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Tuesday, September 29, 2009

Mark Leno Officially Kicks Off Re-Election Campaign -- For 2012. Isn't This a Bit Early? 'I'm Actually Late,' He Says.

Posted By on Tue, Sep 29, 2009 at 8:30 AM

Sen. Mark Leno has kicked his re-election campaign off well over 1,000 days before the next election
  • Sen. Mark Leno has kicked his re-election campaign off well over 1,000 days before the next election
Last week, we asked Sen. Mark Leno if he had any plans to run for mayor of San Francisco. He replied that with only one year in the books of his four-year state senate term, his priorities are now in Sacramento (but "never say never").

So it's too soon to start thinking about City Hall -- but not too soon for Leno to officially inaugurate his re-election campaign ... for 2012. Leno's "campaign kickoff" will be on Oct. 1 at Club Trigger in the Castro. How to put this -- isn't all this a tad premature?

"Oh, hardly," says Leno. "Actually, I'm late. This'll be my first San Francisco event, in October. Most of my colleagues had their first events back in the spring."

Leno patiently explained why it isn't patently ridiculous for a sitting state senator to begin his re-election campaign three years in advance. By the time he was done, it almost made sense. Almost. 

First of all, Leno's "re-election campaign" isn't just about re-electing Mark Leno. It's also about raising the funds that Democratic higher-ups in the state legislature demand of their colleagues to throw into contested district races. Leno declined to tell SF Weekly just how much the party expects him to contribute these days, but did note that, back in his days as an Assemblyman, he would raise "upwards of $500,000 to $600,000 in a year's time" and offer up $400,000 to $500,000 of that to the speaker of the house to use in party races.

San Francisco, as you might have guessed, is the Park Place of the state's Monopoly board; Leno has been expected to raise more to help out his colleagues in impoverished districts. Coming through with the money has its own rewards: Leno notes that his two years chairing the Assembly's powerful appropriations committee was partially due to his ability to amass donations. That's one of the reasons so many San Francisco politicians have key roles in state politics.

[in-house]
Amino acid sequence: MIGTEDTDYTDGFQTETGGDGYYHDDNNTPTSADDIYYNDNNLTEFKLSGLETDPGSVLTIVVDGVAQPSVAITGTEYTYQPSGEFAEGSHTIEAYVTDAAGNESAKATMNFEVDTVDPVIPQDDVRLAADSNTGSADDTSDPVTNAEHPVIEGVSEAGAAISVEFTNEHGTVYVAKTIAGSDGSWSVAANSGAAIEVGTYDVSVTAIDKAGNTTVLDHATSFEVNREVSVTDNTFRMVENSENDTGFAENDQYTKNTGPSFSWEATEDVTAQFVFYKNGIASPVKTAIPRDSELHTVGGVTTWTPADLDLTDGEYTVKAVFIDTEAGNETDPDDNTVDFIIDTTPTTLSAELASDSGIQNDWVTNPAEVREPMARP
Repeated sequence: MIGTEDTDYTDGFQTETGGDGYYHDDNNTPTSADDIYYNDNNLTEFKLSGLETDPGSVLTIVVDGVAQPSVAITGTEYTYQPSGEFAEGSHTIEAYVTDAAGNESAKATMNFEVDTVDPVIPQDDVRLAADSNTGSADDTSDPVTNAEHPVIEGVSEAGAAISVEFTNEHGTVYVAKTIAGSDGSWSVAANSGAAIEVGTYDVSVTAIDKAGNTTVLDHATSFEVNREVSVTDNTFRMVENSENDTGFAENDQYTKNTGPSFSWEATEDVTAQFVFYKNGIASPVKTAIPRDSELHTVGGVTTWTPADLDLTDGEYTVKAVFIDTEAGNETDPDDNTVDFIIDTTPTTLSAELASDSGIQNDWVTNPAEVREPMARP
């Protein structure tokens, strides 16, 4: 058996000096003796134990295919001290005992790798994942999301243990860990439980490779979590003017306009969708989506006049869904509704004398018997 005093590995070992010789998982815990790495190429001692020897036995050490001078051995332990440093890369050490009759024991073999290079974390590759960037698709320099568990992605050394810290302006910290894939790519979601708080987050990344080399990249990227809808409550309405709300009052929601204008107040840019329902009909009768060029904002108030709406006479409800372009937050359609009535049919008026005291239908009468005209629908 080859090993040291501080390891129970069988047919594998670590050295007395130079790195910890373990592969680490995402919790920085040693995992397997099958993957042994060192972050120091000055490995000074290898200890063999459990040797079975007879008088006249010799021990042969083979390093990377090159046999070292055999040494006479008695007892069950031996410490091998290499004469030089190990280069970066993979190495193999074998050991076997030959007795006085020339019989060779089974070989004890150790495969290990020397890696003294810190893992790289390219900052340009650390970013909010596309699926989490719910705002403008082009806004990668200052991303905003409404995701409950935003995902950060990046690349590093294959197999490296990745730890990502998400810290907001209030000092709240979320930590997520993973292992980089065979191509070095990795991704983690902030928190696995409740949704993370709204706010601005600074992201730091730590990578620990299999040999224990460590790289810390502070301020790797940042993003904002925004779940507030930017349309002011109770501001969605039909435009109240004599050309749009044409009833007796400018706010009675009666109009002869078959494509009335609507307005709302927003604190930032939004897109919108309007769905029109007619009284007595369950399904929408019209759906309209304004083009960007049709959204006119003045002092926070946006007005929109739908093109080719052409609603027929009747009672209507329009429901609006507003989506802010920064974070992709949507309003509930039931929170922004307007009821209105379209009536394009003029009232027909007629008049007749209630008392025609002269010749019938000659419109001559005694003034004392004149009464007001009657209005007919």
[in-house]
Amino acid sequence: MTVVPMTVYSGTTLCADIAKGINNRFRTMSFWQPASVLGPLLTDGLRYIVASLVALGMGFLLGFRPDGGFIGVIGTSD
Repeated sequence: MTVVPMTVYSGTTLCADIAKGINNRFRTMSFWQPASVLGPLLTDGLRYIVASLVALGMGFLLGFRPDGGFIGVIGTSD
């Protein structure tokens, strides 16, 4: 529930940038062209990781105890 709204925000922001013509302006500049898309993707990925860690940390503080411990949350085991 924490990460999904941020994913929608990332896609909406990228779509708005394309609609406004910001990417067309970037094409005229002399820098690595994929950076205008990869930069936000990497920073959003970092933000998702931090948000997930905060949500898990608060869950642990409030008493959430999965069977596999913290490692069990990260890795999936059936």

On the personal side, Leno's campaign is in debt right now (to Mark Leno, by the way), and he needs to start amassing a little cash. That way "not much more than a year from now, when we're two years out from the re-election campaign, I don't look vulnerable because I don't have any money in my account," he says. "If they see you have 10 bucks in your account instead of a couple hundred thousand, you look vulnerable. And you can't raise hundreds of thousands overnight."

When it comes down to it, legislative members -- and Congressmen, for that matter -- are kind of like sharks. Just as the big fish will die if it stops moving, so, too, will the politicians if they cease fund-raising. Leno is one of the best swimmers in the water -- but he says he doesn't feel great about it.

"This is how the system works. I'm adept at participating in it to the benefit of my constituents," he says. But he'd much rather see a "clean money campaign" of public dollars take the place of constant fund-raising.

"I would love to not to have to do this," he says.

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About The Author

Joe Eskenazi

Joe Eskenazi

Joe Eskenazi was born in San Francisco, raised in the Bay Area, and attended U.C. Berkeley. He never left. "Your humble narrator" was a staff writer and columnist for SF Weekly from 2007 to 2015. He resides in the Excelsior with his wife, 4.3 miles from his birthplace and 5,474 from hers.


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